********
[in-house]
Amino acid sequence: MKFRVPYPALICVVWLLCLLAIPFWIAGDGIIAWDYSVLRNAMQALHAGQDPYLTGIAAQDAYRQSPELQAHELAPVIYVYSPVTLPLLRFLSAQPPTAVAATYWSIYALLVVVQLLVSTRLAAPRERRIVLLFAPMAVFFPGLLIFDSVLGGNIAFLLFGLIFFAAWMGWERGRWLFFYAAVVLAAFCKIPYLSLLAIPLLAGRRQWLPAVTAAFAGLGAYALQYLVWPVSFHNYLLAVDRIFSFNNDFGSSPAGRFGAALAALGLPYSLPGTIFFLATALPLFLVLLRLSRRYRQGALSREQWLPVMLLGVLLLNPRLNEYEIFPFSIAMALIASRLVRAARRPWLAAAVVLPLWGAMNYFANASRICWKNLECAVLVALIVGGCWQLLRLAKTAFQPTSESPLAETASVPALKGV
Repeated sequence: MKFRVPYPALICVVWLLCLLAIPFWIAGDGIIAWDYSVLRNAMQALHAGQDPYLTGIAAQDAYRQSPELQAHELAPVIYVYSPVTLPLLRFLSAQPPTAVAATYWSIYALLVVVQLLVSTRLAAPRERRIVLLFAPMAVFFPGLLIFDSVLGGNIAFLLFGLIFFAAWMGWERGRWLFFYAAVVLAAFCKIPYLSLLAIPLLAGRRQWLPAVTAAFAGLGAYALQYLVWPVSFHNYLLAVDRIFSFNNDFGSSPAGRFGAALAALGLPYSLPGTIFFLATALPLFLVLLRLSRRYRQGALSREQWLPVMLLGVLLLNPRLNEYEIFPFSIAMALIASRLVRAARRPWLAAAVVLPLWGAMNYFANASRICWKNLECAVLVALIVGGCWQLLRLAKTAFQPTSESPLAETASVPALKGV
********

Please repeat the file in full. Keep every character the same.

[in-house]
Amino acid sequence: MKFRVPYPALICVVWLLCLLAIPFWIAGDGIIAWDYSVLRNAMQALHAGQDPYLTGIAAQDAYRQSPELQAHELAPVIYVYSPVTLPLLRFLSAQPPTAVAATYWSIYALLVVVQLLVSTRLAAPRERRIVLLFAPMAVFFPGLLIFDSVLGGNIAFLLFGLIFFAAWMGWERGRWLFFYAAVVLAAFCKIPYLSLLAIPLLAGRRQWLPAVTAAFAGLGAYALQYLVWPVSFHNYLLAVDRIFSFNNDFGSSPAGRFGAALAALGLPYSLPGTIFFLATALPLFLVLLRLSRRYRQGALSREQWLPVMLLGVLLLNPRLNEYEIFPFSIAMALIASRLVRAARRPWLAAAVVLPLWGAMNYFANASRICWKNLECAVLVALIVGGCWQLLRLAKTAFQPTSESPLAETASVPALKGV
Repeated sequence: MKFRVPYPALICVVWLLCLLAIPFWIAGDGIIAWDYSVLRNAMQALHAGQDPYLTGIAAQDAYRQSPELQAHELAPVIYVYSPVTLPLLRFLSAQPPTAVAATYWSIYALLVVVQLLVSTRLAAPRERRIVLLFAPMAVFFPGLLIFDSVLGGNIAFLLFGLIFFAAWMGWERGRWLFFYAAVVLAAFCKIPYLSLLAIPLLAGRRQWLPAVTAAFAGLGAYALQYLVWPVSFHNYLLAVDRIFSFNNDFGSSPAGRFGAALAALGLPYSLPGTIFFLATALPLFLVLLRLSRRYRQGALSREQWLPVMLLGVLLLNPRLNEYEIFPFSIAMALIASRLVRAARRPWLAAAVVLPLWGAMNYFANASRICWKNLECAVLVALIVGGCWQLLRLAKTAFQPTSESPLAETASVPALKGV